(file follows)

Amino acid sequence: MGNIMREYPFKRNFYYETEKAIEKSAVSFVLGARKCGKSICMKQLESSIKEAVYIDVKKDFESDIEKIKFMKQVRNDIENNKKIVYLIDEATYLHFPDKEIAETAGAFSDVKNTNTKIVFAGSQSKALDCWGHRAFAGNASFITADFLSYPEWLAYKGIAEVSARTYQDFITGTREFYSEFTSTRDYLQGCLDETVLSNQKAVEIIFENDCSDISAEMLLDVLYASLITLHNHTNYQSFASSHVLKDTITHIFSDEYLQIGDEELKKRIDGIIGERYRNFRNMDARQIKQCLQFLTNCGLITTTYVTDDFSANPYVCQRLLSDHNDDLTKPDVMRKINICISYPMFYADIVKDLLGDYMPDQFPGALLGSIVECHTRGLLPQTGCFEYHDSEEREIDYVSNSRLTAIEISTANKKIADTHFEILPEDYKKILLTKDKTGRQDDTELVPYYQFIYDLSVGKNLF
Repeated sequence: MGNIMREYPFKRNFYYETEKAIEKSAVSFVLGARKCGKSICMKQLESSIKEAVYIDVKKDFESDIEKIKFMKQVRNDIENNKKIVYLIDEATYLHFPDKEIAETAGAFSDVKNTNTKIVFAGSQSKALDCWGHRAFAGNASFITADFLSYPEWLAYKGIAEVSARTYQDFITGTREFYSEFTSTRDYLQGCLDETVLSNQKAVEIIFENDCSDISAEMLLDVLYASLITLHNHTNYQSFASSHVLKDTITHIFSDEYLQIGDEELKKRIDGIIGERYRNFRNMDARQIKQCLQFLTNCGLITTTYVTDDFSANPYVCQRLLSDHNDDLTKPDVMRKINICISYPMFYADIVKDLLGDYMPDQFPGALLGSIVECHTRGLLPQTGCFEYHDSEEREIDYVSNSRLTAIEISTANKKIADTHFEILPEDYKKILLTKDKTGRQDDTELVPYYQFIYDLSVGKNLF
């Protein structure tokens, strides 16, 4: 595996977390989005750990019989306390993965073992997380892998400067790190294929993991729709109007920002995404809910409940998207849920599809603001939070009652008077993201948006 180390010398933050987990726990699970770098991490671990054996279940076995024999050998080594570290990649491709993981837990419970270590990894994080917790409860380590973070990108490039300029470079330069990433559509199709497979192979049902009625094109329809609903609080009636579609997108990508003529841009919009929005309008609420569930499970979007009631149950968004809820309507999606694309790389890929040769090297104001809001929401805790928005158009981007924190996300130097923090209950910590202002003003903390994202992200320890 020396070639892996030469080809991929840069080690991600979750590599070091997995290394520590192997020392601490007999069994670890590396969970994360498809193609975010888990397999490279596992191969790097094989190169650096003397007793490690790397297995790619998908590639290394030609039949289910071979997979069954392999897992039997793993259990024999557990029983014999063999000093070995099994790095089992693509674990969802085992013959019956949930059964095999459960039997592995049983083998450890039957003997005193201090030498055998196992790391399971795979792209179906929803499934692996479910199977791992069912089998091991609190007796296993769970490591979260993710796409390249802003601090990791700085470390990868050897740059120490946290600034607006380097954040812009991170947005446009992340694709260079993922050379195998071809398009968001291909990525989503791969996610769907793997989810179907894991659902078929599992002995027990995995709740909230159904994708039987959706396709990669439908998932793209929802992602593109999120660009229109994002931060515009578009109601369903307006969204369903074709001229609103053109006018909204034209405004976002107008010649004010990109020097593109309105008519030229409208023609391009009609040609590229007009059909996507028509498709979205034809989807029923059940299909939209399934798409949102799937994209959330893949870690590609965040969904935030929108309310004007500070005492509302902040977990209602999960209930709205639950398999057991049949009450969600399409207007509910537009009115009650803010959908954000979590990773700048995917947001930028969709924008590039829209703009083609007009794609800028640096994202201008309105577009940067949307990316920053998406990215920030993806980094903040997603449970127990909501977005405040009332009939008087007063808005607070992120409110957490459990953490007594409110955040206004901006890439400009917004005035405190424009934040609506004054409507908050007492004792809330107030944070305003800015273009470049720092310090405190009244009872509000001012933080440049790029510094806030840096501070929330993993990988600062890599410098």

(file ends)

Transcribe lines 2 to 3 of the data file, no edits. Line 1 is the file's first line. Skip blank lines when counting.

Repeated sequence: MGNIMREYPFKRNFYYETEKAIEKSAVSFVLGARKCGKSICMKQLESSIKEAVYIDVKKDFESDIEKIKFMKQVRNDIENNKKIVYLIDEATYLHFPDKEIAETAGAFSDVKNTNTKIVFAGSQSKALDCWGHRAFAGNASFITADFLSYPEWLAYKGIAEVSARTYQDFITGTREFYSEFTSTRDYLQGCLDETVLSNQKAVEIIFENDCSDISAEMLLDVLYASLITLHNHTNYQSFASSHVLKDTITHIFSDEYLQIGDEELKKRIDGIIGERYRNFRNMDARQIKQCLQFLTNCGLITTTYVTDDFSANPYVCQRLLSDHNDDLTKPDVMRKINICISYPMFYADIVKDLLGDYMPDQFPGALLGSIVECHTRGLLPQTGCFEYHDSEEREIDYVSNSRLTAIEISTANKKIADTHFEILPEDYKKILLTKDKTGRQDDTELVPYYQFIYDLSVGKNLF
């Protein structure tokens, strides 16, 4: 595996977390989005750990019989306390993965073992997380892998400067790190294929993991729709109007920002995404809910409940998207849920599809603001939070009652008077993201948006 180390010398933050987990726990699970770098991490671990054996279940076995024999050998080594570290990649491709993981837990419970270590990894994080917790409860380590973070990108490039300029470079330069990433559509199709497979192979049902009625094109329809609903609080009636579609997108990508003529841009919009929005309008609420569930499970979007009631149950968004809820309507999606694309790389890929040769090297104001809001929401805790928005158009981007924190996300130097923090209950910590202002003003903390994202992200320890 020396070639892996030469080809991929840069080690991600979750590599070091997995290394520590192997020392601490007999069994670890590396969970994360498809193609975010888990397999490279596992191969790097094989190169650096003397007793490690790397297995790619998908590639290394030609039949289910071979997979069954392999897992039997793993259990024999557990029983014999063999000093070995099994790095089992693509674990969802085992013959019956949930059964095999459960039997592995049983083998450890039957003997005193201090030498055998196992790391399971795979792209179906929803499934692996479910199977791992069912089998091991609190007796296993769970490591979260993710796409390249802003601090990791700085470390990868050897740059120490946290600034607006380097954040812009991170947005446009992340694709260079993922050379195998071809398009968001291909990525989503791969996610769907793997989810179907894991659902078929599992002995027990995995709740909230159904994708039987959706396709990669439908998932793209929802992602593109999120660009229109994002931060515009578009109601369903307006969204369903074709001229609103053109006018909204034209405004976002107008010649004010990109020097593109309105008519030229409208023609391009009609040609590229007009059909996507028509498709979205034809989807029923059940299909939209399934798409949102799937994209959330893949870690590609965040969904935030929108309310004007500070005492509302902040977990209602999960209930709205639950398999057991049949009450969600399409207007509910537009009115009650803010959908954000979590990773700048995917947001930028969709924008590039829209703009083609007009794609800028640096994202201008309105577009940067949307990316920053998406990215920030993806980094903040997603449970127990909501977005405040009332009939008087007063808005607070992120409110957490459990953490007594409110955040206004901006890439400009917004005035405190424009934040609506004054409507908050007492004792809330107030944070305003800015273009470049720092310090405190009244009872509000001012933080440049790029510094806030840096501070929330993993990988600062890599410098």